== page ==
These are fun.  We made them as a little homeschool science project.  EVERYONE in the family thought these were awesome, and we had enough to give a couple to some of my son's friends who are fascinated with rocks.  My next-door-neighbor, the Webelos Scout leader, pointed to a pile of broken rocks on her sidewalk.  "This,"  she said, "was what we did so the boys could feel like they might find a geode- we gave them hammers and rocks from our yard.  We should have made these instead!"

They'd love them too.

These would make some amazing and unusual Easter eggs, too:  make a bunch the same size and wrap two halves together to form a ball.

Edible Geodes
Crystal-growing solution (Rock candy syrup)
1 ½ c. sugar
½ c. water
Mix the two, heat on high in a small saucepan, and stir until the sugar completely dissolves.  Add several drops food color if you want, along with ½ tsp. flavoring (optional). Let cool a bit while you make the rock shells.

Rock Shell (Marshmallow Fondant)
8 ounces marshmallows
2-4 Tbsp. water
1 lb. powdered sugar
¼ c. coconut oil or shortening

Mix marshmallows with 2 Tb. water in a microwave-safe bowl, heat for 30 seconds in microwave.  Stir.  Microwave 30 seconds more, stir. Repeat until it’s melted and smooth.  Add the powdered sugar and mix with a spoon and then with your hands.  Spread 1 Tbsp. coconut oil on clean counter, knead the fondant on top adding more coconut oil when needed.   When smooth and stiff, take half of it and set aside.  Take other half and knead in ¼ c. cocoa powder to make fondant brown.  Roll out ¼“ thick.  Roll out the white half to the same size and stack them on top of each other.    Line a few bowls with aluminum foil, sprayed with nonstick spray.  Cut a piece of the two-layer fondant to fit, and line a bowl with it, with the brown side touching the foil.  Repeat until you run out.   Trim off any fondant that is beyond the lip of the bowl, using scissors.  Set aside.

Pour the sugar syrup into the fondant-lined bowls.  Let them sit, undisturbed, for at least a day (or 2-3 days for bigger crystals).  When ready, break the surface and pour off the syrup. Turn the geodes upside down to drain for an hour.  They’re ready!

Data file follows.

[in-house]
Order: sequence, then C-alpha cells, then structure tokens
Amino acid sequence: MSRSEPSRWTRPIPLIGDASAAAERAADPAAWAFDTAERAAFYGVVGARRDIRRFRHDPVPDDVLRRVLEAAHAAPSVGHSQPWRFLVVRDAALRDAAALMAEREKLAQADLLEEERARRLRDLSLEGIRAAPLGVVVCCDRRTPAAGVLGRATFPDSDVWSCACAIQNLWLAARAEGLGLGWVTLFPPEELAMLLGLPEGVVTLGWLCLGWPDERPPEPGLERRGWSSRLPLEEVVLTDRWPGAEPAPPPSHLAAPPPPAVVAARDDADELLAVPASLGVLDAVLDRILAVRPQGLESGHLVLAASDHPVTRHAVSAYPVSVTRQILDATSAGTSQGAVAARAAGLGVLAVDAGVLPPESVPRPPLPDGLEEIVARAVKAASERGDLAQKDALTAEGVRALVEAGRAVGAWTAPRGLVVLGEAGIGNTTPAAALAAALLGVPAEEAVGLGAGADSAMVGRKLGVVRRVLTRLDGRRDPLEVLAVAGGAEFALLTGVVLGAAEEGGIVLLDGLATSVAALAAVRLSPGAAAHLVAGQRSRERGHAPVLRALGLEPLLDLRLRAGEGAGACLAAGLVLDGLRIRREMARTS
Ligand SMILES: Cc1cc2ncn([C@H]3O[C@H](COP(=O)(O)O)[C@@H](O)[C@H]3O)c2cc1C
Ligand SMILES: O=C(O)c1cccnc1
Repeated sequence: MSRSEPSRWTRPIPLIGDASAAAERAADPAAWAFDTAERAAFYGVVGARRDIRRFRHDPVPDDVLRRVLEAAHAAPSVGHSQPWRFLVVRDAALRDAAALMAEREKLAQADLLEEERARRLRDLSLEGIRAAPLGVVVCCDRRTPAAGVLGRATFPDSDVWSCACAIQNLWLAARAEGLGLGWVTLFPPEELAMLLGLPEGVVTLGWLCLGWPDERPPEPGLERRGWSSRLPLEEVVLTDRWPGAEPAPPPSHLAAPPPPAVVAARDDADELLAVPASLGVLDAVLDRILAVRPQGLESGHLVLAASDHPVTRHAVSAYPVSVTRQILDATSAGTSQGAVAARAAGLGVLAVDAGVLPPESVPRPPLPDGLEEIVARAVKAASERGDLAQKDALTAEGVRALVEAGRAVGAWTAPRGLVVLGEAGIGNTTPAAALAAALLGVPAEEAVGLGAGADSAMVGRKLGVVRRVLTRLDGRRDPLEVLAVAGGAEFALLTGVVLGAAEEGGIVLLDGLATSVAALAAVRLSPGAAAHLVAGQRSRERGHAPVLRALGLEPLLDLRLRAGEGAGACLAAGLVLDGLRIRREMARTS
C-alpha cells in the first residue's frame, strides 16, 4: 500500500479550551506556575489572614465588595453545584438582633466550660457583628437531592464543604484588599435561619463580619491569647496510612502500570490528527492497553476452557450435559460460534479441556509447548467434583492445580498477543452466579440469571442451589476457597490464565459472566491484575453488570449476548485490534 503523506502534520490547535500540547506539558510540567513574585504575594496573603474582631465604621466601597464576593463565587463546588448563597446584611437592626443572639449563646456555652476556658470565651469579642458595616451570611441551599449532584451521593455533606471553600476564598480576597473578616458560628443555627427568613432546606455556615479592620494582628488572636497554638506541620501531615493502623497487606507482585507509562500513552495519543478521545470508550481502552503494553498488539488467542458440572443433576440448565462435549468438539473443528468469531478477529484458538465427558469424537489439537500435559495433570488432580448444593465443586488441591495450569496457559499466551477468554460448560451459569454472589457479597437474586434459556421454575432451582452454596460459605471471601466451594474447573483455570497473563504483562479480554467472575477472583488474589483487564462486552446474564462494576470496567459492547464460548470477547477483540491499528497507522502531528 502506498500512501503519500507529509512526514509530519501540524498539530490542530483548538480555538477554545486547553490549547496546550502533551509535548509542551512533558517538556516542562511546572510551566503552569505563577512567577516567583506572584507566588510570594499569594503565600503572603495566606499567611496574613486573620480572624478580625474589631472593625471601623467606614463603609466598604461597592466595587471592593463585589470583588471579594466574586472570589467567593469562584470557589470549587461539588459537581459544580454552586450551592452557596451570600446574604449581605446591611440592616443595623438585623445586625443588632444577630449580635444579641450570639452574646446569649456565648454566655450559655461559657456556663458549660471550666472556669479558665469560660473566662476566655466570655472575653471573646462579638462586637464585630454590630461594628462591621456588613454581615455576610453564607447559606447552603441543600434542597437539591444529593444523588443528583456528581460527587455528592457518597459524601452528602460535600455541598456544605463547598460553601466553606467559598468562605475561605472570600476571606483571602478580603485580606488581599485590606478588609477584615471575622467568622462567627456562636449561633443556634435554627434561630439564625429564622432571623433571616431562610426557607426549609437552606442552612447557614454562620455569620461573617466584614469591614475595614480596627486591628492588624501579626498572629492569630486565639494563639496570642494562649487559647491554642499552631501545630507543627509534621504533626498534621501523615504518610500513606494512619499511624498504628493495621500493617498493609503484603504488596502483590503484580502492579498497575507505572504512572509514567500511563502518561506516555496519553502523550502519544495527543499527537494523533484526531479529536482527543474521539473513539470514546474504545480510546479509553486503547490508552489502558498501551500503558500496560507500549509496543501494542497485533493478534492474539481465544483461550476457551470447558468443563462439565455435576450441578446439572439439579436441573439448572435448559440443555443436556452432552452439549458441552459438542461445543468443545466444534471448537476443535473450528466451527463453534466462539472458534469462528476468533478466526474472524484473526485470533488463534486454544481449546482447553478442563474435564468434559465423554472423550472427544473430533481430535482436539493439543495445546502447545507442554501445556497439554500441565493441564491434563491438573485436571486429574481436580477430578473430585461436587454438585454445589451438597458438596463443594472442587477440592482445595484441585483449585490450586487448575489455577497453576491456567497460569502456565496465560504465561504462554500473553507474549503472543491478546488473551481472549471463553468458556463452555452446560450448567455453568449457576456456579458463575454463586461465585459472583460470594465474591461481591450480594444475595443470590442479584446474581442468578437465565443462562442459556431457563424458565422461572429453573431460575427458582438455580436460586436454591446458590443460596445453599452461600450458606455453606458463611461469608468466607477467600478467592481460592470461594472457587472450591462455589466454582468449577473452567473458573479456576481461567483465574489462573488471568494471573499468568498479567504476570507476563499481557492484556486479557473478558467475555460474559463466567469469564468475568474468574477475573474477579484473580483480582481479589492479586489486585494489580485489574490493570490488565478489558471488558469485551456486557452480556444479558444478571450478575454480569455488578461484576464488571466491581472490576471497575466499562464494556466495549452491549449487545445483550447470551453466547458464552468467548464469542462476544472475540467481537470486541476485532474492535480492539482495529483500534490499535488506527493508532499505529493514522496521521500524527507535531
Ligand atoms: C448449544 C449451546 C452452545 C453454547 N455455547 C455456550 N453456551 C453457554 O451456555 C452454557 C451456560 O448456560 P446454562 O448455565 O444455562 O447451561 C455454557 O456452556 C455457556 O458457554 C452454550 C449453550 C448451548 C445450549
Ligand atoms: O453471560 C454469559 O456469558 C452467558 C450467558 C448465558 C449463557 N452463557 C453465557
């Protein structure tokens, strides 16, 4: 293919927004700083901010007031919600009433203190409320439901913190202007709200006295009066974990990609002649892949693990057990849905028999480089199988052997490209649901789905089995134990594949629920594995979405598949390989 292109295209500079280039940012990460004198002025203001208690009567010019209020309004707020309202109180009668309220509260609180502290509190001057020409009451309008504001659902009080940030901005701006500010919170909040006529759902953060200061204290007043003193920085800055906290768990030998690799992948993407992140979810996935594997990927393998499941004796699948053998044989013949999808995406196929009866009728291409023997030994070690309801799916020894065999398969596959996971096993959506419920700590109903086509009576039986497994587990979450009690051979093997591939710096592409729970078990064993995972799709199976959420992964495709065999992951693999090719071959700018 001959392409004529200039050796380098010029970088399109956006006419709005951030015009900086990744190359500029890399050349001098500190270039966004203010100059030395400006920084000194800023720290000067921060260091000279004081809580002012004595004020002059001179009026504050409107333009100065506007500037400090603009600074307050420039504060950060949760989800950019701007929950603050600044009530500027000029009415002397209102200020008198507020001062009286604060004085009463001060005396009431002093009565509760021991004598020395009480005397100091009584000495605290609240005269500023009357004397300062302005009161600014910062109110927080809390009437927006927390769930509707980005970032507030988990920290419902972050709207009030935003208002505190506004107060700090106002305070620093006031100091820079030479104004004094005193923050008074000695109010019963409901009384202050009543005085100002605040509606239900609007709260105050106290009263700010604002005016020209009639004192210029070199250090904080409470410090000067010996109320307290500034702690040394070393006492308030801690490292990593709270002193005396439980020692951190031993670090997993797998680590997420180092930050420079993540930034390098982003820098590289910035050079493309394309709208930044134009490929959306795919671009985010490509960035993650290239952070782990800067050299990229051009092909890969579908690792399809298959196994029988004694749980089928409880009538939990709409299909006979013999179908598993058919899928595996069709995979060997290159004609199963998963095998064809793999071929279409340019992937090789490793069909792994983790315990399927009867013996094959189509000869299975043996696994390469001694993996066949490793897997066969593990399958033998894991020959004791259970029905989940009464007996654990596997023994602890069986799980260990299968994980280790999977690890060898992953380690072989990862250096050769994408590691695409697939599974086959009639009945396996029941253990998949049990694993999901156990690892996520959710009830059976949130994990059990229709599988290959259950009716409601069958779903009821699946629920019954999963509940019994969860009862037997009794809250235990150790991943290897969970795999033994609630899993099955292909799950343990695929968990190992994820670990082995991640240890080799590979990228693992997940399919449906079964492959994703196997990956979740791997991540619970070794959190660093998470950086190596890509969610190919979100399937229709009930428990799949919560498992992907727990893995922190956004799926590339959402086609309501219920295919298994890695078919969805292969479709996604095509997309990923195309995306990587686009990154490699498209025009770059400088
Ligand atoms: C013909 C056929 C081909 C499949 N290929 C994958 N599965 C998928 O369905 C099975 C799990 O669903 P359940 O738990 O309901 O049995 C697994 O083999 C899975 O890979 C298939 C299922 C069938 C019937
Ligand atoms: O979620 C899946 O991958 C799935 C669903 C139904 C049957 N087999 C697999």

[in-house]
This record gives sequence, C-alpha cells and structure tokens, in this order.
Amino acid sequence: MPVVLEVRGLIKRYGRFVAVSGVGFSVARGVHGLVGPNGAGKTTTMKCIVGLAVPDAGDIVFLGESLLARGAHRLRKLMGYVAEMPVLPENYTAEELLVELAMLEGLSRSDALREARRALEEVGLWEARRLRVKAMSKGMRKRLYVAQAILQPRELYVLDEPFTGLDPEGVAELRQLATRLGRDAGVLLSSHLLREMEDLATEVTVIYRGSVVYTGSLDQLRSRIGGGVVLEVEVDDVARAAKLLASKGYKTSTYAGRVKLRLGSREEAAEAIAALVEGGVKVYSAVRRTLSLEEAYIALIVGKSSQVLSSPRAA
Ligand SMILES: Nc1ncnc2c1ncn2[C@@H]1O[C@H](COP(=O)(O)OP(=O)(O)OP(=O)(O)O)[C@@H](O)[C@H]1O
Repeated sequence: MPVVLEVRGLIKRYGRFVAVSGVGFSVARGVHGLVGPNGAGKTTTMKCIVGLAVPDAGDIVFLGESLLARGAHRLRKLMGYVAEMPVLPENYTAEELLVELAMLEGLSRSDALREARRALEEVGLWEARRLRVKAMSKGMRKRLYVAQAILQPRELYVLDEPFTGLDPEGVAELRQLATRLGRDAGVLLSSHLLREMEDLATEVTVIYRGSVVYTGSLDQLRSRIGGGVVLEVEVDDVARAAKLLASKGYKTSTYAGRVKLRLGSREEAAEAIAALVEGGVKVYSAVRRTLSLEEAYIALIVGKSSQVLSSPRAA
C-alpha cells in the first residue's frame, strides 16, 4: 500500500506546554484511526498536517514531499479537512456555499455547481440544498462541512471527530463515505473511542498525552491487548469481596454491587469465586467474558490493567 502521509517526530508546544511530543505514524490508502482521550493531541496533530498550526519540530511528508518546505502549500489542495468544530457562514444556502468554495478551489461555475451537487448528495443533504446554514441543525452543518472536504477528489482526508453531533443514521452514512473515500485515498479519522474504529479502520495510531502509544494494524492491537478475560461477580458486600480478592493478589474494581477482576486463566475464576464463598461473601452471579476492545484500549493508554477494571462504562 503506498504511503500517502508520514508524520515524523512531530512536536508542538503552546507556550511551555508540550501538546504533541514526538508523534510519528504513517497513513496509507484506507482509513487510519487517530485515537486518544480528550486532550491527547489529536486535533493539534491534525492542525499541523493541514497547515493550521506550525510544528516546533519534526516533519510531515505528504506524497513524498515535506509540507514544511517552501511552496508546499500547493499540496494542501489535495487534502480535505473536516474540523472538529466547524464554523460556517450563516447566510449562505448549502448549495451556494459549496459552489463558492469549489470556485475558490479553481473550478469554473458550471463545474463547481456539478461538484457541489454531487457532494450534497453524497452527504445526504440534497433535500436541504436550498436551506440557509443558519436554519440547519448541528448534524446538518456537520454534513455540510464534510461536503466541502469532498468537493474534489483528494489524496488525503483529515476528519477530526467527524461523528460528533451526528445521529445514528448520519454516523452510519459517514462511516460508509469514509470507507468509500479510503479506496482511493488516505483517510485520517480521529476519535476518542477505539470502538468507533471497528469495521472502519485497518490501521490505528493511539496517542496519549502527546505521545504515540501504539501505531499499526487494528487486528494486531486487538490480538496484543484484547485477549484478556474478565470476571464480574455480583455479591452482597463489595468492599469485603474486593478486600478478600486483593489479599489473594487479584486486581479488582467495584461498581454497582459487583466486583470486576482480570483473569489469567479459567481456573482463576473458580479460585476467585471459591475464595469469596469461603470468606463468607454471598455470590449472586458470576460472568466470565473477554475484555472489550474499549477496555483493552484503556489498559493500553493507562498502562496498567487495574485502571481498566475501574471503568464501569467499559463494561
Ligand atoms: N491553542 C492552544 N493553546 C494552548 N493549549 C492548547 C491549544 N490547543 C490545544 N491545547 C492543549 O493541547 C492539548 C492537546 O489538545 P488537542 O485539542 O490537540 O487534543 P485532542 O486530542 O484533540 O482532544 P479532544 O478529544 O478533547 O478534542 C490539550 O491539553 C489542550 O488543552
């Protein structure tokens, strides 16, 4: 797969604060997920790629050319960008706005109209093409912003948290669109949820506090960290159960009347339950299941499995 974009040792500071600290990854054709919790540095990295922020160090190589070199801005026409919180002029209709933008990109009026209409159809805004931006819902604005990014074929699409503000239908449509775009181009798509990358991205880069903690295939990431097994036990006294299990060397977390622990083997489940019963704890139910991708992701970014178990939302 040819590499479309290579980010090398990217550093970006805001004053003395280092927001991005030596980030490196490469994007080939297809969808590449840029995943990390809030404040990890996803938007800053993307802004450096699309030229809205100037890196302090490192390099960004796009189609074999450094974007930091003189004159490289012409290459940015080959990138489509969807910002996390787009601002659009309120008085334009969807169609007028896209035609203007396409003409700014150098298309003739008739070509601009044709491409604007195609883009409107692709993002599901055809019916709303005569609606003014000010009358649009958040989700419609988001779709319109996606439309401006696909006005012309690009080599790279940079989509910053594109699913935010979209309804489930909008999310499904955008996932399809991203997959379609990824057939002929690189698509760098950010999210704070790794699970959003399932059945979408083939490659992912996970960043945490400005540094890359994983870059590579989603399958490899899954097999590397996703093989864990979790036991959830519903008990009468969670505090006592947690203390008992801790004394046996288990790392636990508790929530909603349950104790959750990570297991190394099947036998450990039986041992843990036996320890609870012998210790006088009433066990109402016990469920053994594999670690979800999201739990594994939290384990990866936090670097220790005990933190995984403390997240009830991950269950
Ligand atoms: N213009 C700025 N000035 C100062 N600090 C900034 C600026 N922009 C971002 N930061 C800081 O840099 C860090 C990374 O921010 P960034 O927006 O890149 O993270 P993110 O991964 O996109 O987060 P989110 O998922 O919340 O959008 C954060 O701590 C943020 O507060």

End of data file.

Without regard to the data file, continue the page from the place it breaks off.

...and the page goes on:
photo credit: Alex Grichenko
This December, would you like a daily thought, song, scripture, story, and/or activity to help you feel more of the calm spirit of Christmas?  My friend Amy over at LDS Holistic Living has a Christmas Advent Calendar you can use or download for free.  It's designed specifically with members of the LDS faith in mind, but anyone can find great things in it.  If you're interested, you can get the calendar here.

Meanwhile, here's a sample:

The Real Story Behind the 12 Days of Christmas

Catholics in England were prohibited by law from practicing their faith, both in private and in public from 1558 to 1829. Being a Catholic was treated as a crime. There was no restored gospel at the time, however there were good Christians who knew without doubt the true church was not one that was mainly created merely for the convenience of King Henry the Eighth who wanted to sin and have a church justify his actions. So in secret they continued to teach their children their  religion. 

"The Twelve Days of Christmas" was written in England during this time frame. It was written to help children learn about their religion. The entire song is writing in symbolism and hidden meanings because it was illegal to have anything in writing that would indicate adherence to the Catholic faith. To be caught could mean imprisonment, hanging, or drawn and quartered.
Christmas referred to a twelve day period that starts with Christmas day. "The Twelve Days of Christmas" referred to a twelve day period that began Christmas day. While the world may have celebrated Christmas for about twelve hours, these Christians celebrated it for twelve days as a reminder that the gifts of God are with us for twelve months of the year. It also represented the idea that we should be thankful for the gifts of God and follow His teachings for all twelve months of the year and not just one day a year. 

The song begins, "On the first day of Christmas my true love gave to me..." The "true love" represents God, as our greatest love should be for Him. The word worship means that which we love the most. The "me" who receives these presents is the Christian man or woman.

1. The "partridge in a pear tree" was Jesus Christ who died on a structure made from the wood of a tree. In ancient times a partridge was often used as mythological symbol of a divine, sacred king.